What just happened to humanitarian cash transfers?
Understanding the essential meaning of the newly proposed UN Common Cash System
Yesterday OCHA, UNHCR, WFP and UNICEF released a Statement expressing the intent to create a common cash system for their operations. If this actually materialises, it has incredible transfromative potential for the cash transfer sector and for the wider humanitarian ecosystem. The statement weaves together a myriad of political threads and it says as much in ink as it says in white spaces. Clarity is important when what is being communicated is difficult and transcendental. Experience has shown us that radical constructs where participation is reengineered don’t work, particularly when the issues at hand are so complex. Dissecting the different layers of meaning in this fait accompli Statement will result in many meetings that will cost money that could otherwise be transferred to people who need it. I’d like to offer back 5 points on the essential meaning of the UN statement in the hopes that it could save some of those resources.
Needless to say, these are my personal interpretations of the text. They are informal, frank and based on what I know. Inevitably, some of my conclusions might be incorrect or incomplete. I apologize in advance for any mistakes, platitudes or oversimplifications. If you know the right answer to something I misread, please use the comments section below to let me and others know.
1. This sounds groundbreaking while feeling very conservative.
The groundbreaking bits:
c) This common cash system is collaborative, inclusive and builds on a single transfer mechanism approach and joint cash programming — from needs assessment to monitoring.
e) This common cash system will also encompass joint cash feasibility assessment, coordinated targeting of beneficiaries, a single transfer mechanism, joint post-distribution monitoring and pursuing accountability to affected populations through agreed complaints and feedback mechanisms
At last some UN agencies seem to have agreed on what is worth competing on and what isn’t! There is no added value for the people receiving the money- or the agency delivering it- in conducting any of the activities mentioned in e). No one likes duplication that doesn’t add value. Centralising this functions to increase efficiency makes total sense.
There is in fact value in differentiation in program design as that is where the specific mandate and skill set of different agencies matter. It is in this differentiation where agencies can be held accountable to donors for how funds are managed. This used to be the UN’s argument against the ECHO single agency model back in 2017. Apparently not anymore, program design is also going to be mainstreamed according to c).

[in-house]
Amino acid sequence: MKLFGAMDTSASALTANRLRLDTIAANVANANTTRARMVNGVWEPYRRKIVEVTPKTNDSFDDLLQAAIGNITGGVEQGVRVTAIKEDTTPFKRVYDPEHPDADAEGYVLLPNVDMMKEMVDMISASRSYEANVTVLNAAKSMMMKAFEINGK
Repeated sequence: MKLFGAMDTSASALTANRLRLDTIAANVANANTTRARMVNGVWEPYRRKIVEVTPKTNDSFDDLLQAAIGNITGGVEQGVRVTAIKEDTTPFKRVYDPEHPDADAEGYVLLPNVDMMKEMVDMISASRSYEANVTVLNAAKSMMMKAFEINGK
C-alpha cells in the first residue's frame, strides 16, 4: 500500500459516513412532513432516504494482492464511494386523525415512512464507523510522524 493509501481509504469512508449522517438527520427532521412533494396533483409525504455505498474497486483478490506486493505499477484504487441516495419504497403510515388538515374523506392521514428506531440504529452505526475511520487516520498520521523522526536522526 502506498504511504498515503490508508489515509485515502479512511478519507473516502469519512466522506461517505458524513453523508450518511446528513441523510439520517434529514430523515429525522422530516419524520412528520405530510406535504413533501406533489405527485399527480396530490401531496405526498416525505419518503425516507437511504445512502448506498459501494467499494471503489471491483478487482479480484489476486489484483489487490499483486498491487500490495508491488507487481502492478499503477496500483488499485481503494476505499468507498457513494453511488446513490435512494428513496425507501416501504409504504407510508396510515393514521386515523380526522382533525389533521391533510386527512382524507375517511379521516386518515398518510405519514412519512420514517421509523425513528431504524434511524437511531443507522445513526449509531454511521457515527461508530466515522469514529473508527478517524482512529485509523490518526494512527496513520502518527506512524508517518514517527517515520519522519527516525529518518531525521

This is in equal parts exciting and terrifying. The exciting part is that it could open the doors to the real application of unrestricted cash (multipurpose cash) to cover a variety of needs with the beneficiary making real choices. The terrifying part is that the single mechanism also includes monitoring. What this means is that a centrally owned and managed system will decide where it can do cash, design it and then monitor its own performance. This common cash system idea is starting to look less revolutionary as it removes independent oversight.
It also leaves me wondering. From the funding side: Can donors now expect a single grant application from the common cash system? Will it be a pool funding mechanism from which UN agencies are funded- like a CERF for cash? What implications does this have for their business models?
The conservative bits:
With this in mind, UNHCR, UNICEF and WFP, as operational agencies delivering cash programmes alongside other forms of assistance, and OCHA …
Because they can maybe try to work together, but they will never agree to be the same. The fact that OCHA is not operational has been a sticking point in cash coordination discussions for a long time. How will this unreconcilable difference affect the governance of the system?
d) Based on data protection principles, operational agencies will harmonize their data management approach through interoperable data systems and data sharing agreements…